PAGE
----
By John Keegan and Paul Pearson
This is a tough one to assess. From the get-go, there's a sense of Big Things Happening in this episode and that's definitely borne out by the end, making "Barometz. Trick. Pressure." impossible to discount or ignore, yet the way it all comes together leaves a bad taste in the mouth. It's like the important exposition-packed chapter of a novel, but that doesn't necessarily translate to an episode of television, which still needs to be a self-contained story amidst the larger one, and it's on that front this instalment lets down the audience.
There are two pretty distinct stories -- using the term loosely -- going on in this episode. With the Blood Moon approaching, Trick wants to perform a dangerous ritual to divine the future and learn whether or not the warnings of the Nain Rouge are accurate. Meanwhile, Bo learns that Lachlan manipulated Nadia's condition in order to secure Lauren's fealty and decides to put an end to the Ash once and for all. Both of these plotlines start off with silly little diversions, with Trick's being far more entertaining as he, Dyson and Hale deal with a dirty old woman to get some of the supplies they need. The problem is, both of these felt (for the most part) totally pointless, a way of filling time until they could get into the meat, such as it was, of the episode.
After spending twenty minutes getting his apparatus ready (with that big black facemask, one almost expected Trick to declare himself "Gotham's reckoning"), Trick enters his vision-state and what follows, broken up by intercutting with the other storyline going on, is a big long lecture that illuminates what the rest of the season arc is going to be and what villains the heroes will be forced to fight. Let's just say that even though this was a limited showing, Leviathans they aren't, even if they are rooted in real mythology. But while the details of how they relate to the greater Fae world were interesting, as was how they entered the narrative as a result of actions going back to season one, this still amounted to nothing more than an elaborate lecture. No cleverness or skill on Trick's part, just showing up and hearing all the stuff we need to know for the next stage of the plot. And once the lecture's over, so is the rest of the episode, without giving the audience any kind of emotional investment or a hint of an episodic story.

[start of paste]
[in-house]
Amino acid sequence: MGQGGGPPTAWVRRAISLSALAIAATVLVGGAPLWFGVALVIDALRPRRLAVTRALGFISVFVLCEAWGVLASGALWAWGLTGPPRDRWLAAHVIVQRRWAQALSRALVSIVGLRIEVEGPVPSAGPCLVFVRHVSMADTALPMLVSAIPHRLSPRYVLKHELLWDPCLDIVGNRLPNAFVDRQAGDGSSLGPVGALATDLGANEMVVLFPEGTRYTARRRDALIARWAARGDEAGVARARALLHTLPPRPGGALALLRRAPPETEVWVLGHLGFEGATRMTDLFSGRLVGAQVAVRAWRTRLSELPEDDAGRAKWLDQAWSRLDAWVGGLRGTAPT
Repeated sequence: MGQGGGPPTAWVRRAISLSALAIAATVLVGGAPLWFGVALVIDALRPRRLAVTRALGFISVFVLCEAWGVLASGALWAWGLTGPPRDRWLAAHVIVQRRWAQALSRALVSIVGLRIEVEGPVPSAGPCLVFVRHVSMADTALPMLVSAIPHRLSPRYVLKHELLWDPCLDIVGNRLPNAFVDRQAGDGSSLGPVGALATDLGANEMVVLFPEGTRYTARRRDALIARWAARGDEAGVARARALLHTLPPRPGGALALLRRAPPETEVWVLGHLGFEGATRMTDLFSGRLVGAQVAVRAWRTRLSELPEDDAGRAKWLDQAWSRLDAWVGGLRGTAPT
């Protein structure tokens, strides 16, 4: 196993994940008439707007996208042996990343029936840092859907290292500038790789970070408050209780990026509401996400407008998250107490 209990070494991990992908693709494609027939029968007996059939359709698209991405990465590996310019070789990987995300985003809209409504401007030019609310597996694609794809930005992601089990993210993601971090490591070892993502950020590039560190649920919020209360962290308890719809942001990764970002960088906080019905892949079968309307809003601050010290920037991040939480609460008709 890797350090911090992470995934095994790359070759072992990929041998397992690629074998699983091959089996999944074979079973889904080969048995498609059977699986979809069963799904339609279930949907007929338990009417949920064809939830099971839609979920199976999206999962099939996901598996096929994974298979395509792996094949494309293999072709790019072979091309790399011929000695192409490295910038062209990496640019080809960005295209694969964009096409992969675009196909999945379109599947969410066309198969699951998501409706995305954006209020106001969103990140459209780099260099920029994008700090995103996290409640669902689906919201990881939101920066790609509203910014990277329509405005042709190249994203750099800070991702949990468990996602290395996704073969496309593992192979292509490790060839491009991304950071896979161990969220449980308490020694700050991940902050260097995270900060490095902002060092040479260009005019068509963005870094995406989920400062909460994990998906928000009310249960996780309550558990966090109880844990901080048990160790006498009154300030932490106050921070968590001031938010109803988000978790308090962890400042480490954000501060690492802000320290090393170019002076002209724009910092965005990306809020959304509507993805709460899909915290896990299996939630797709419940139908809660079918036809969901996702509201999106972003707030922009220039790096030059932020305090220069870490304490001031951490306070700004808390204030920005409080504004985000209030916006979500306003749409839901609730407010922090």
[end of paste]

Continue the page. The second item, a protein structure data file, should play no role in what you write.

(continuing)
This is all being intercut with Bo and Lachlan's storyline, but aside from having a swordfight and being much prettier it suffered from all the same foibles and problems. The action felt like an excuse to string out events until Lachlan could start monologuing about his past and his role in events and Bo's role and blah, blah, blah. A lot of it winds up rehashing what Trick is having explained to him in the concurrent storyline, which only makes this lack of emotional, character-driven storytelling the more prominent. There are a couple of surprises, sure, but those twists don't make up for this exposition-laden excuse for a story.
A few of the other characters get moments to shine, and when their moments have real emotional impact it just makes the rest of the episode look even weaker by comparison. The truth that Dyson if forced to tell doesn’t necessarily come as a surprise to the audience, but it definitely comes as one for him and Kris Holden-Reid played that moment just right. Meanwhile, Kenzi's budding romance with Nate has the exact right dose of sweetness, counteracted by Kenzi's typical quart of snark and sarcasm, and even if that pace of that relationship feels a little rushed we're willing to go along for the ride because there's something emotional and watchable to what's happening.
Pretty much everything that's engaging about "Lost Girl" gets thrown out the window in this episode in favour of dense exposition. It's definitely stuff the writers feel the need to set up in advance of whatever they're planning to do with the season arc, but there's still a distinct lack of a character-driven story and without that solid backbone, everything else falls apart. It's a shame: these same reveals, played out different, could've made for one of the best episodes yet.John Keegan is Editor-in-Chief for Critical Myth, a partner site of SciFi Vision. Paul Pearson is Critical Myth's reviewer for Lost Girl.